Monroe focuses on a curious paradox of the true-crime boom. The perpetrators of violence are mostly male. So are the consumers of violent video games and gory horror movies. But the primary audience for true-crime stories – the podcast listeners; the amateur detectives on “websleuthing” forums; the attendees of a cringeworthy fan convention called CrimeCon, where true-crime buffs such as Monroe can try on handcuffs, purchase Charles Manson-themed birthday cards and mingle at a “Wine & Crime happy hour” – are women. Women write 70 per cent of the Amazon reviews for true-crime books (versus 18 per cent for books about war).
So why do women clamour to hear about other women being abducted and attacked? If you ask the guests at CrimeCon what they’re doing there, they give answers like: “Murder is the new black!” A more flattering theory, championed by evolutionary psychologists, is that women read crime stories to learn how to protect themselves – that tales of true crime function as a guide to self-defence. To Monroe, this is unconvincing, even condescending. “By presuming that women’s dark thoughts were merely pragmatic, those thoughts were drained of their menace,” she writes. “True crime wasn’t something we women at CrimeCon were consuming begrudgingly, for our own good. We found pleasure in these bleak accounts of kidnappings and assaults and torture chambers, and you could tell by how often we fell back on the language of appetite, of bingeing, of obsession.”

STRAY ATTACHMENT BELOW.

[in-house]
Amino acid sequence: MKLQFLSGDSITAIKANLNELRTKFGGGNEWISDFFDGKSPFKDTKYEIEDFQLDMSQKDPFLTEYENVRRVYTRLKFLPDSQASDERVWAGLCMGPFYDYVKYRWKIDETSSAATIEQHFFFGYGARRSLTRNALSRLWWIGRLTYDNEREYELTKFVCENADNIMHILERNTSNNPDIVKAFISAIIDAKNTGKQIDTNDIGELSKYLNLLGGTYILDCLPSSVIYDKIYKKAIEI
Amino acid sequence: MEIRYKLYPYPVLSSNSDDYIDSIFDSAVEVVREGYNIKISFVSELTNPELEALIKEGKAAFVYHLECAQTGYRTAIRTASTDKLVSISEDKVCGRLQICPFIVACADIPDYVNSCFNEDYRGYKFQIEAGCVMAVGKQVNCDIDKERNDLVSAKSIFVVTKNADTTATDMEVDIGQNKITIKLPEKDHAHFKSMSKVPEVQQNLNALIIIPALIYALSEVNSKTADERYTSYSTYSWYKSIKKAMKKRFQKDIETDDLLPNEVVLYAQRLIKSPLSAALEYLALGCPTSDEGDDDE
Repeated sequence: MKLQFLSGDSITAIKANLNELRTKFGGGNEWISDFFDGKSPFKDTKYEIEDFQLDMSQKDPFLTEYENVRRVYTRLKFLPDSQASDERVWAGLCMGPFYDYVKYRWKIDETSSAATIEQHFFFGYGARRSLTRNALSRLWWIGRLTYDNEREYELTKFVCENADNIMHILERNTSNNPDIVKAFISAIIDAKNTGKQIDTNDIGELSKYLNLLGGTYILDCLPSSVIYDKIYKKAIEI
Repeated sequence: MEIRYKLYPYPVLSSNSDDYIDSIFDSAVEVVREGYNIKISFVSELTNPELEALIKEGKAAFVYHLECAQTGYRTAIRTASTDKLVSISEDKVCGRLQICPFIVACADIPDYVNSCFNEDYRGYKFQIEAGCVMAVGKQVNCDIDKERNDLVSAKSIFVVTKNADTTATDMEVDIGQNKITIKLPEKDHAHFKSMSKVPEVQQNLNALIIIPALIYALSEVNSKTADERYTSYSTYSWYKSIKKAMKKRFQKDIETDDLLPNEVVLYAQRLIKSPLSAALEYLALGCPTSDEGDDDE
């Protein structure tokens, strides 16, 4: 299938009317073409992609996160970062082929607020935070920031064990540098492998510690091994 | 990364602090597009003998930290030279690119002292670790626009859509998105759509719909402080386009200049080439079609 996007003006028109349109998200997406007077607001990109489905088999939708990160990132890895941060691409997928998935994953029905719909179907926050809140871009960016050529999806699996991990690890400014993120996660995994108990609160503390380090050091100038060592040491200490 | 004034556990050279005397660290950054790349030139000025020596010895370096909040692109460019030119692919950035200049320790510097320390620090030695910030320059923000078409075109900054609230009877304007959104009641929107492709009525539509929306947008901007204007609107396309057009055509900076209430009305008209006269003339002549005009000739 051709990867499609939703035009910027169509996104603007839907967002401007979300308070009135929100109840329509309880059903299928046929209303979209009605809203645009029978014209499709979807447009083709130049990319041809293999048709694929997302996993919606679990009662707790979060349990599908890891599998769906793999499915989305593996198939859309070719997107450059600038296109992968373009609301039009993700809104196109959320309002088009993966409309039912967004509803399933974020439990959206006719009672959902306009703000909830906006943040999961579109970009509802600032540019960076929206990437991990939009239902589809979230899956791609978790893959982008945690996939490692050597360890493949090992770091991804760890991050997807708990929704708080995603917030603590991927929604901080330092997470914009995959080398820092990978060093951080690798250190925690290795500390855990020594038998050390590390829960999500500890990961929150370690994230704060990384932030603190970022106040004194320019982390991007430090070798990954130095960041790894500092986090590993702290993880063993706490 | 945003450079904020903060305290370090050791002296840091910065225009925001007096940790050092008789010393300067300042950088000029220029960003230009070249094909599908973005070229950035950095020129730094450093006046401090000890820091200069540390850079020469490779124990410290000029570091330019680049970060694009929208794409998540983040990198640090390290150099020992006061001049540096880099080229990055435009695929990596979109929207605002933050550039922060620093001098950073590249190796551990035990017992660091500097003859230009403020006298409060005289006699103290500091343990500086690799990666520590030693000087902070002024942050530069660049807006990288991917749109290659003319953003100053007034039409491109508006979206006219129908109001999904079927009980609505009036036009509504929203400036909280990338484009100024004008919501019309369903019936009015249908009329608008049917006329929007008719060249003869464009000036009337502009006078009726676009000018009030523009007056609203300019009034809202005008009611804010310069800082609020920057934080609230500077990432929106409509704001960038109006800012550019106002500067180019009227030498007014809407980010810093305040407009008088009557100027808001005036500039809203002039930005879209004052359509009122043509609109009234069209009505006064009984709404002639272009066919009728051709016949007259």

Part of the appeal of true-crime stories, Monroe argues, is that – like fairy tales or fables – they split the world into neat dichotomies: good and evil, victim and villain. “These archetypes are compelling in part because they are so reductive… Detective stories satisfy our desire for tidy solutions.”
Monroe profiles four women whose fixation on crime upended their lives, and who each identified with one of four archetypal characters in a true-crime tale: the clever detective, the innocent victim, the crusading defender and the powerful killer. These roles may hold a special appeal for women who feel trapped by the quiet expectations of femininity; crime can be a ticket to grandeur and drama. “The four women in this book were encouraged to lead small lives or to keep parts of themselves hidden; becoming entwined with a famous crime enlarged their worlds and allowed them to express things they couldn’t otherwise voice,” Monroe writes. Her reporting is based on interviews with the victim and the defender; the chat logs of the killer, who is in prison; and archival interviews with the detective, who died in 1962.